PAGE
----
But take a look at this from a different direction. Do you really want to start such a relationship? This new economy already has you at a disadvantage. You are wrong, bad, mean, and hurtful. Whereas, these people are being so benign to offer you a chance to be a better person by apologizing and changing your behavior to suit them.
And if you don't take that opportunity that is the green light for them to attack. I mean full on 'social harpy' mode. To vent their spleen about what a horrible, awful, petty, and mean person, who is representative of everything that is wrong with this world. You 'orrible, 'orrible, little man you ...
So here we have a 'wait a minute' question. If you don't have a relationship with this person why should you give a damn if they are offended? Or, do you really want to start a relationship with someone who the first requirement of that economy is you are wrong?
The answer is most people don't. And while they subconsciously know this, they don't want to be as rude and obnoxious as the 'offended person' is being. This is why it's important to consciously recognize that -- while it is couched in 'I'm the victim here' -- often, an offended person is the on the offensive. It's not that a situation can turn extremely hostile if you don't give the proper grovels and apologies to the offended party. It's already aggressive, your not groveling is just the excuse to turn up the volume.
I personally have fun pointing out the social standards and scripts such people are trying to exploit. Something as simple as, "I'm sorry. You don't know me well enough to talk to me that way -- much less ask for me to change my behavior/way of thinking to suit your agenda.'
Why is this both fun and effective?
First because most of the scripts they are exploiting are subconscious.
While we don't know exactly what is wrong with the situation, we know something isn't right. "You don't know me well enough ..." points out that they are trying to overdraw on the empathy and consideration economy. As in 'we ain't got one yet, so why the fuck should I care about your feelings -- especially when you:
1- don't care about mine
2 -- care about your own not only enough for the both of us, but throw in everyone else in the room too.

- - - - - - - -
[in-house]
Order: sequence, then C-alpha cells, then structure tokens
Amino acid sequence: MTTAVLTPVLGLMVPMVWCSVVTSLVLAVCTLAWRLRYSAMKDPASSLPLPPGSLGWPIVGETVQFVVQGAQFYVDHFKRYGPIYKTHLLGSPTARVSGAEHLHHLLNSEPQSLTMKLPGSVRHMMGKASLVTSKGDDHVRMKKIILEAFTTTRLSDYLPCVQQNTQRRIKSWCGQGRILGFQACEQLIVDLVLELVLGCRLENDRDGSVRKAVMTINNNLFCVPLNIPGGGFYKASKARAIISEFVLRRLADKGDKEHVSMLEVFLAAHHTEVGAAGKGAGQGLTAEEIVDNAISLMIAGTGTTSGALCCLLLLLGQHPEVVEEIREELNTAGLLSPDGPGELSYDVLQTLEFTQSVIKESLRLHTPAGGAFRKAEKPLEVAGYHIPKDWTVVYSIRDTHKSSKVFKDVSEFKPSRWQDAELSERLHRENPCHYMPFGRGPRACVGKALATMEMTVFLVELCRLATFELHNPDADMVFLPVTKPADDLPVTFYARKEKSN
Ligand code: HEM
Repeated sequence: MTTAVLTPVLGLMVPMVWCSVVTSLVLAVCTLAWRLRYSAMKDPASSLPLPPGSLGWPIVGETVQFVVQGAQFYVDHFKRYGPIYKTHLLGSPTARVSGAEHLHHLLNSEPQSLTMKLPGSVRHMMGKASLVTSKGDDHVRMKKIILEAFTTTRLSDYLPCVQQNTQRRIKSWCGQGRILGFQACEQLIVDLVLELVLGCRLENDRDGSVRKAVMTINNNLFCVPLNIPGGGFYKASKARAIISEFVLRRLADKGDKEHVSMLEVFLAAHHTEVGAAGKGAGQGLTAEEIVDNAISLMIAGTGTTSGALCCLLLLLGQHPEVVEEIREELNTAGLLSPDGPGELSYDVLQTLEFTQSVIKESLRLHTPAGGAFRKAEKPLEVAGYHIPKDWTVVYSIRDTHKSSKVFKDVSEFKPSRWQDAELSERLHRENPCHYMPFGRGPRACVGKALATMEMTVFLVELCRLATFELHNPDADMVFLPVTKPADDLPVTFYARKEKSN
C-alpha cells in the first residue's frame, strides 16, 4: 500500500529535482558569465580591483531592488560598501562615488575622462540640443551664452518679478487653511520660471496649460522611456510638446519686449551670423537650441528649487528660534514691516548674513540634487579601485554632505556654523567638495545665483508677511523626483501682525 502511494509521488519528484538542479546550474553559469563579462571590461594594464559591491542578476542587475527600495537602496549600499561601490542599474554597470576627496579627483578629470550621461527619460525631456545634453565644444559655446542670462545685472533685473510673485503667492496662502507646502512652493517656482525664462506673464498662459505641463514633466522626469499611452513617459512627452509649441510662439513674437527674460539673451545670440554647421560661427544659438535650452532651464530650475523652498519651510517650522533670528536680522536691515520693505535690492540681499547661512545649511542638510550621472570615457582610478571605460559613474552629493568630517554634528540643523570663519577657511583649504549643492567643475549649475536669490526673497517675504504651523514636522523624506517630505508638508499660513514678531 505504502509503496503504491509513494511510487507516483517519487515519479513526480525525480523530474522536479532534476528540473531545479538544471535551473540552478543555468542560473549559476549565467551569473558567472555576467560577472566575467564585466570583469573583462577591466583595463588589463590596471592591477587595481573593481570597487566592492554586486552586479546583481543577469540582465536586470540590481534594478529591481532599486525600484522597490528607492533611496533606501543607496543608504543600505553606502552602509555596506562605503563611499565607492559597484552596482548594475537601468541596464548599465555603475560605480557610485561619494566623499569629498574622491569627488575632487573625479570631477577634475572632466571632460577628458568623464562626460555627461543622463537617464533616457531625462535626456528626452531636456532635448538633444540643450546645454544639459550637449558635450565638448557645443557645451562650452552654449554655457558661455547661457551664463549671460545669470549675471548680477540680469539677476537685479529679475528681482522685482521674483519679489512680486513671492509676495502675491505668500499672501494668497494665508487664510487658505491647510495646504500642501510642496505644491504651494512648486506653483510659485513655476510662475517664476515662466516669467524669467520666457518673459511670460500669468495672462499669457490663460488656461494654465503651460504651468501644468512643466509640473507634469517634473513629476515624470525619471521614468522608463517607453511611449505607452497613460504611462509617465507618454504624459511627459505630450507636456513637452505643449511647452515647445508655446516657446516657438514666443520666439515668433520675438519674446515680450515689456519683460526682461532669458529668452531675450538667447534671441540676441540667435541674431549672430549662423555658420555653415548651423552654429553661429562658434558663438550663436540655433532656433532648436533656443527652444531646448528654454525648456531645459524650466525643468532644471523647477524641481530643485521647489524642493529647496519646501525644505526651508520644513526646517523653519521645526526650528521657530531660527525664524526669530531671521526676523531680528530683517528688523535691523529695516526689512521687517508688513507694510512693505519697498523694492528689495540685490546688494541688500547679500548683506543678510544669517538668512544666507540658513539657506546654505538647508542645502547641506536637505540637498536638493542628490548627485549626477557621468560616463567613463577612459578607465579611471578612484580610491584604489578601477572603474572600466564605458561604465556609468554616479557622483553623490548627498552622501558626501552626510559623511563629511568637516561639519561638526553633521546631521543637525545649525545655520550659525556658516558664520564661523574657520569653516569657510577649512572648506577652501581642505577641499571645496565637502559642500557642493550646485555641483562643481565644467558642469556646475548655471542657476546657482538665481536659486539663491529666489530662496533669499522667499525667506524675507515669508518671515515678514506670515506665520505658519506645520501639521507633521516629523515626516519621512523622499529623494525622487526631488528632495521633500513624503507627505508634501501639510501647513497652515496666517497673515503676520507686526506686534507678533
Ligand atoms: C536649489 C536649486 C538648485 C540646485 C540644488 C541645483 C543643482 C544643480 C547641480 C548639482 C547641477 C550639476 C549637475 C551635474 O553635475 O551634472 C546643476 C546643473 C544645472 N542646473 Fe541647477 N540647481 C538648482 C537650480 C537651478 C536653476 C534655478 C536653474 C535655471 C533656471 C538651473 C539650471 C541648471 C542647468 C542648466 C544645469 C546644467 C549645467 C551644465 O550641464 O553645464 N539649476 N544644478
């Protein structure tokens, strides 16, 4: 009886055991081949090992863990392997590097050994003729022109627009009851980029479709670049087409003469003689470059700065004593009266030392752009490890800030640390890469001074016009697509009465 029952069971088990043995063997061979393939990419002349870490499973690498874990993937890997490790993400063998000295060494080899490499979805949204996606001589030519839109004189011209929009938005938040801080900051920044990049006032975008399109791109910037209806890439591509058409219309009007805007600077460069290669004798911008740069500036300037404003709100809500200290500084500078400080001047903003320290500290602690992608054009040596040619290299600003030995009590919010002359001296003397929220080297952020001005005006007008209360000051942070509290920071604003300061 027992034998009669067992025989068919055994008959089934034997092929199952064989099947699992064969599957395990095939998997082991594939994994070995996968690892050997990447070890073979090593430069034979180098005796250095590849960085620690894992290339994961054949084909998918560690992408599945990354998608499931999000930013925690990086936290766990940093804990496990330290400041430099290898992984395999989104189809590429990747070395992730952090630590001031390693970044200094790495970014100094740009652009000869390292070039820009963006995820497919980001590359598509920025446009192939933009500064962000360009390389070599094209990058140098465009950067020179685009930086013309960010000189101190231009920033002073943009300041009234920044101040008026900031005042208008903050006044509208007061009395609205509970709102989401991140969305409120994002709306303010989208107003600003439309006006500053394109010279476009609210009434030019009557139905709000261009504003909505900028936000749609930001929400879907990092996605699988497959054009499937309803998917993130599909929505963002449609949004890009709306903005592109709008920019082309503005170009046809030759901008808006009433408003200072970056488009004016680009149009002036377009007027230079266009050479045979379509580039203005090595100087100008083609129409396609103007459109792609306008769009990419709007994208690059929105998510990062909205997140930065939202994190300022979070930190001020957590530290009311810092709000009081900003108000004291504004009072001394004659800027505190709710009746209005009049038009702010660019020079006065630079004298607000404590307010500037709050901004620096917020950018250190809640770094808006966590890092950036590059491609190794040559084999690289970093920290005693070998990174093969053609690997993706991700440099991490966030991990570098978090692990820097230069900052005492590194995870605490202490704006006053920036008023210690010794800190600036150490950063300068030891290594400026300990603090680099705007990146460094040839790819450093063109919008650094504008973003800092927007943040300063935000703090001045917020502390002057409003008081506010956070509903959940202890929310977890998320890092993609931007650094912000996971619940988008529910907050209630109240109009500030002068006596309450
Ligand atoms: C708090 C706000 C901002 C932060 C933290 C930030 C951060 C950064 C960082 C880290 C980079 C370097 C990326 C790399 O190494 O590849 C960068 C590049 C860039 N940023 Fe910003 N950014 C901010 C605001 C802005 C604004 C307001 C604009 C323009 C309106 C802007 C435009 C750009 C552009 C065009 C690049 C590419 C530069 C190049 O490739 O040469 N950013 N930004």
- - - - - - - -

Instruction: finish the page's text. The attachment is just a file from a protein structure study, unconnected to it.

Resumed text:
Second, pointing out they are the ones violating this behavior is like walking over and picking up the dead fish when everyone has been trying to figure out where the stink is coming from and saying, "This is what is stinking, and nimrod there is the one who brought it into the room."
Now, all eyes are on him or her in a 'you're the one who should be embarrassed about your behavior' kind of way. (Damn, they're the ones who get to be judgmental about others, not the other way around.)
Third, while acknowledging all kinds of monkey issues and agendas, by remaining polite you're not allowing your monkey free rein. In other words, your monkey can get it's licks in, but it's not turning you into a raging asshole. So everyone else doesn't see two asshole monkeys.
Fourth, it does a fine job of setting boundaries. At the same time, it shows, "I know what you're doing. Now everyone else does, too. So knock it off." And it does so without you coming across like an asshole.
Play this one right, and you'll not only scare them away (although it will often manifest in their storming off in a huff) but they will steer clear of you.
Often such behavior results in absolutely nothing else happening. But even -- let's say in a work environment -- if the person runs off to tattle, you have a defensible (and articulatible) position.
Now granted this advice is predicated on the assumption that you weren't actually breaking policies, laws, or seriously screwing the pooch.